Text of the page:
My goal is to ensure they have no excuses for not having the relevant scientific advice in front of them.
Ultimately, what they do with that advice is their business. But if politicians consistently ignore scientific evidence they will be doing themselves and the nation a great disservice.
And ultimately they will have to answer to their constituents.
And this is why it is so important that science is also made accessible to the broader community.
The best way for science to have influence is for there to be a level of science literacy at all levels in the community.
This is the philosophy underpinning the national strategy for the coordinated science engagement and communication strategy – Inspiring Australia.
Inspiring Australia is important because it promotes science to all Australians.
If the community understands, appreciates and values science – this will inevitably be reflected in our political process and the decisions that are made.
And if as a nation we are to make bold, visionary and difficult decisions we need a scientifically literate community. One that understands that there will be uncertainty, but one that knows to give appropriate weight to the consensus and to the critic. One that knows the critic is not always right – if not always wrong. Galileo was right, for example, when he put science against dogma – observation against opinion – not the other way around.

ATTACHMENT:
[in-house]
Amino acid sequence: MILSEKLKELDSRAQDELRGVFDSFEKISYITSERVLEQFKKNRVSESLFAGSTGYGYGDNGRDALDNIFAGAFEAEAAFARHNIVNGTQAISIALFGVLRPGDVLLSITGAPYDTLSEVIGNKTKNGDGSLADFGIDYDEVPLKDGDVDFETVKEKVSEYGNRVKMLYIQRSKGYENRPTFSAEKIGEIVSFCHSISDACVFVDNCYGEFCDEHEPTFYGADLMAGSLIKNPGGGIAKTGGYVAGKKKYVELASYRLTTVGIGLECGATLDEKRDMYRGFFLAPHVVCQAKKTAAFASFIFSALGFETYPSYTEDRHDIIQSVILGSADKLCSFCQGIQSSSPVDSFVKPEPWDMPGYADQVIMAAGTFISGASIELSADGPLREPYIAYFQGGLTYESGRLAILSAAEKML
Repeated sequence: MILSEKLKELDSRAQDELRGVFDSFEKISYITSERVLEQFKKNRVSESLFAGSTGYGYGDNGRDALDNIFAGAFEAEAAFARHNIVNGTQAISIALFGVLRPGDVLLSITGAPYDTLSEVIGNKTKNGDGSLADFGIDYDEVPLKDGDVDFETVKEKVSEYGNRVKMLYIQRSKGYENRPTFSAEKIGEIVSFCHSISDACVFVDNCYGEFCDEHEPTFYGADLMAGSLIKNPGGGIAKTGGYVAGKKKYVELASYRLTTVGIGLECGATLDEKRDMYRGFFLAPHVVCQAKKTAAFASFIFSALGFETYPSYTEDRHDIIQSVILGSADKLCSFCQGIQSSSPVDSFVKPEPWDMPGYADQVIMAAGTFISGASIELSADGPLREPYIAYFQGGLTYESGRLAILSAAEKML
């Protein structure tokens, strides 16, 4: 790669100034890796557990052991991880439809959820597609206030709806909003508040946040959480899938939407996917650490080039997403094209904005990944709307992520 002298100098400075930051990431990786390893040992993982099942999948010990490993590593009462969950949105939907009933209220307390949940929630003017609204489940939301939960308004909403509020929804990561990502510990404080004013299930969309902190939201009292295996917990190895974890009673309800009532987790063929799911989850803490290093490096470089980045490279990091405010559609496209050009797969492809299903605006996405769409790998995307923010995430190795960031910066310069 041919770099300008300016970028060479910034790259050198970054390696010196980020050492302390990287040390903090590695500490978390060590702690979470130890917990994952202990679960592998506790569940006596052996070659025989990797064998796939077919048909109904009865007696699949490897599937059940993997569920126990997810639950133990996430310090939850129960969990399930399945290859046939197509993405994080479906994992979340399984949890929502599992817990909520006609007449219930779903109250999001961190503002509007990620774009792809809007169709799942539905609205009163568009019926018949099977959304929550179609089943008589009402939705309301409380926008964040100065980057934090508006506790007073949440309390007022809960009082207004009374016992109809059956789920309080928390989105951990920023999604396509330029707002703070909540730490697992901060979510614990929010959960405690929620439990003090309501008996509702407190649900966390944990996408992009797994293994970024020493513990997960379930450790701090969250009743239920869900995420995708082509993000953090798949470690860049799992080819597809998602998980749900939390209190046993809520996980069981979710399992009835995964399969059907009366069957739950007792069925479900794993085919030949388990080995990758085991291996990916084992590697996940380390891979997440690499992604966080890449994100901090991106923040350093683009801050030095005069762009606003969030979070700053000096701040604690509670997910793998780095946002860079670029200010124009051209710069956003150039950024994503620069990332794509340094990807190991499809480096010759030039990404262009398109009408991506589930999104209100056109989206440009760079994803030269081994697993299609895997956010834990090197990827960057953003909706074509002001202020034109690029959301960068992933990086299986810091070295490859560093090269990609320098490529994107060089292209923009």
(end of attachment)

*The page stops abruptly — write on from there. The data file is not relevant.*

Science properly conducted will always have room for alternative explanations deduced from properly conducted science. Progress is made when outcomes or observations from that science are debated and when they confirm or they change what we think. It is how science works, and it is how science advances our understanding – changing the consensus based on what science has revealed.
Too often the scientific discussion gets mixed up with the political debate – or with the political response to the scientific evidence.
But for it all to work, we need the right science and the right science education – the right profile of disciplines.
I want to take up this issue. One of my first tasks will be to carry out a thorough check of Australia’s science sector, its profile and its sustainability.
In particular we need to see how well we are preparing to meet the expected needs of the future.
At present the profile of Australian science, so much of which is in the universities, is heavily influenced by what undergraduate students choose to study. When universities respond to demand, as they must, Australia risks losing capability in, say, physics – losing staff, infrastructure and graduates – if fewer and fewer undergraduates study physics.
At some stage we need to make a judgement about what is going to be important and what will be needed. And knowing what is being done elsewhere in the world will be an important aid to judgement.
Then we need to decide how to invest in order to develop the science profile of the country in a strategic way – and not leave so much of it to student study patterns offset by some cross-subsidy.
As we contemplate the profile of science, we need to be attentive to academic and industry needs.